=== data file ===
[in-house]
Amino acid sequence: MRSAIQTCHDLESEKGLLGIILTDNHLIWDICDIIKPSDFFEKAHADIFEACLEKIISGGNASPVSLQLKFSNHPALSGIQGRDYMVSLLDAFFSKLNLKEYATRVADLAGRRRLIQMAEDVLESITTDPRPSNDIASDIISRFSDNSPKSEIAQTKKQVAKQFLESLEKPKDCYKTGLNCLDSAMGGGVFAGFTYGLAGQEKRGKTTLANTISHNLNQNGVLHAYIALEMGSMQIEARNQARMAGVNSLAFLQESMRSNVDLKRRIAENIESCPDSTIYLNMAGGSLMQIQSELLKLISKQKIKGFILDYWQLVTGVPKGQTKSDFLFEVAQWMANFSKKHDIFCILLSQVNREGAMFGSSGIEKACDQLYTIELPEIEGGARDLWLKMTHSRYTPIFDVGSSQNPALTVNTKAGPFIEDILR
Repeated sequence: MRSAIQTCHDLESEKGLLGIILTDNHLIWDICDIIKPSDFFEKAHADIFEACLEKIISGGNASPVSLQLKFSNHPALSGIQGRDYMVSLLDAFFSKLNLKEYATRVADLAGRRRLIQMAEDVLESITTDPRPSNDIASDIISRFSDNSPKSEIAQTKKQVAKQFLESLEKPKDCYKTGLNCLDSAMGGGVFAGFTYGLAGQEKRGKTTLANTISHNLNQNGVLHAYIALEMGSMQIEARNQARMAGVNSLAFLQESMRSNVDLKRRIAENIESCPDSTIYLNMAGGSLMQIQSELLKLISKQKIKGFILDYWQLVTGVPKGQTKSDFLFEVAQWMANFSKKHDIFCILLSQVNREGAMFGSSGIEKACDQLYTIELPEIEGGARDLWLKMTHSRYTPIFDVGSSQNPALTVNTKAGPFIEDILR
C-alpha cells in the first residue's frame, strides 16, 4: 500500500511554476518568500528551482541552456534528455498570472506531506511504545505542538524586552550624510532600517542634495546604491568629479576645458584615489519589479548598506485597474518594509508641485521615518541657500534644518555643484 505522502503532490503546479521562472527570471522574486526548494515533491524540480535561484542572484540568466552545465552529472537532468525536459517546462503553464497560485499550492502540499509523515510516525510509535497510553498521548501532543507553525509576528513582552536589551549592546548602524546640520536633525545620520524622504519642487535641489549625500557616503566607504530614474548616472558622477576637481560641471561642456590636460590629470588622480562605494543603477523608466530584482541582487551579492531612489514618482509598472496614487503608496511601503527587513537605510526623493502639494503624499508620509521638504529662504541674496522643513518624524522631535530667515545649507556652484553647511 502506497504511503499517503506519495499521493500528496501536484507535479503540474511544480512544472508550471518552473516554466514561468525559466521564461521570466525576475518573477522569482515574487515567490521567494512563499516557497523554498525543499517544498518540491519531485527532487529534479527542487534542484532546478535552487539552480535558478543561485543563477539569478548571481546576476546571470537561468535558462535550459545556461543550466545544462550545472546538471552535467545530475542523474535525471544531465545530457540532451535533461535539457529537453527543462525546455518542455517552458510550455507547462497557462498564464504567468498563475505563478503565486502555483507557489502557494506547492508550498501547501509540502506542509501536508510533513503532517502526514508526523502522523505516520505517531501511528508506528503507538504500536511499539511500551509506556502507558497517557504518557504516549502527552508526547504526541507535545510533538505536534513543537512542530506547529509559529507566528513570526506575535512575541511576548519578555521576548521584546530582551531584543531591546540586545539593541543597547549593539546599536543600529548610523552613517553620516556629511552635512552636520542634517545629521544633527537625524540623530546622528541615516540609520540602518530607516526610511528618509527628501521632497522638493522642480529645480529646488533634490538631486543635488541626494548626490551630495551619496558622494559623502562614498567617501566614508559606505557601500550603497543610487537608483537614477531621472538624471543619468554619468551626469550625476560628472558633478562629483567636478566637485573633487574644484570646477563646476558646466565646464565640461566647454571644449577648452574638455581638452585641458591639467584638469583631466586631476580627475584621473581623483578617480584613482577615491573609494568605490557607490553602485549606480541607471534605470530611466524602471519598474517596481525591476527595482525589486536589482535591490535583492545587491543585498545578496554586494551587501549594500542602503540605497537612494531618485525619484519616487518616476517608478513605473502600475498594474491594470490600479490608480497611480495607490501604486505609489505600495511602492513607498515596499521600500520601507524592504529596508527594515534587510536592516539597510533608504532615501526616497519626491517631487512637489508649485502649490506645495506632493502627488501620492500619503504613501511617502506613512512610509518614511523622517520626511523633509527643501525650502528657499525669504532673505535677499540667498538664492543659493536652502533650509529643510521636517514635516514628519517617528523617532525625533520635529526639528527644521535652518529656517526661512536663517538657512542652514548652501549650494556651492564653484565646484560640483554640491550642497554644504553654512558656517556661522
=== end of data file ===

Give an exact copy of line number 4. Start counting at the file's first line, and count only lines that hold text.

C-alpha cells in the first residue's frame, strides 16, 4: 500500500511554476518568500528551482541552456534528455498570472506531506511504545505542538524586552550624510532600517542634495546604491568629479576645458584615489519589479548598506485597474518594509508641485521615518541657500534644518555643484 505522502503532490503546479521562472527570471522574486526548494515533491524540480535561484542572484540568466552545465552529472537532468525536459517546462503553464497560485499550492502540499509523515510516525510509535497510553498521548501532543507553525509576528513582552536589551549592546548602524546640520536633525545620520524622504519642487535641489549625500557616503566607504530614474548616472558622477576637481560641471561642456590636460590629470588622480562605494543603477523608466530584482541582487551579492531612489514618482509598472496614487503608496511601503527587513537605510526623493502639494503624499508620509521638504529662504541674496522643513518624524522631535530667515545649507556652484553647511 502506497504511503499517503506519495499521493500528496501536484507535479503540474511544480512544472508550471518552473516554466514561468525559466521564461521570466525576475518573477522569482515574487515567490521567494512563499516557497523554498525543499517544498518540491519531485527532487529534479527542487534542484532546478535552487539552480535558478543561485543563477539569478548571481546576476546571470537561468535558462535550459545556461543550466545544462550545472546538471552535467545530475542523474535525471544531465545530457540532451535533461535539457529537453527543462525546455518542455517552458510550455507547462497557462498564464504567468498563475505563478503565486502555483507557489502557494506547492508550498501547501509540502506542509501536508510533513503532517502526514508526523502522523505516520505517531501511528508506528503507538504500536511499539511500551509506556502507558497517557504518557504516549502527552508526547504526541507535545510533538505536534513543537512542530506547529509559529507566528513570526506575535512575541511576548519578555521576548521584546530582551531584543531591546540586545539593541543597547549593539546599536543600529548610523552613517553620516556629511552635512552636520542634517545629521544633527537625524540623530546622528541615516540609520540602518530607516526610511528618509527628501521632497522638493522642480529645480529646488533634490538631486543635488541626494548626490551630495551619496558622494559623502562614498567617501566614508559606505557601500550603497543610487537608483537614477531621472538624471543619468554619468551626469550625476560628472558633478562629483567636478566637485573633487574644484570646477563646476558646466565646464565640461566647454571644449577648452574638455581638452585641458591639467584638469583631466586631476580627475584621473581623483578617480584613482577615491573609494568605490557607490553602485549606480541607471534605470530611466524602471519598474517596481525591476527595482525589486536589482535591490535583492545587491543585498545578496554586494551587501549594500542602503540605497537612494531618485525619484519616487518616476517608478513605473502600475498594474491594470490600479490608480497611480495607490501604486505609489505600495511602492513607498515596499521600500520601507524592504529596508527594515534587510536592516539597510533608504532615501526616497519626491517631487512637489508649485502649490506645495506632493502627488501620492500619503504613501511617502506613512512610509518614511523622517520626511523633509527643501525650502528657499525669504532673505535677499540667498538664492543659493536652502533650509529643510521636517514635516514628519517617528523617532525625533520635529526639528527644521535652518529656517526661512536663517538657512542652514548652501549650494556651492564653484565646484560640483554640491550642497554644504553654512558656517556661522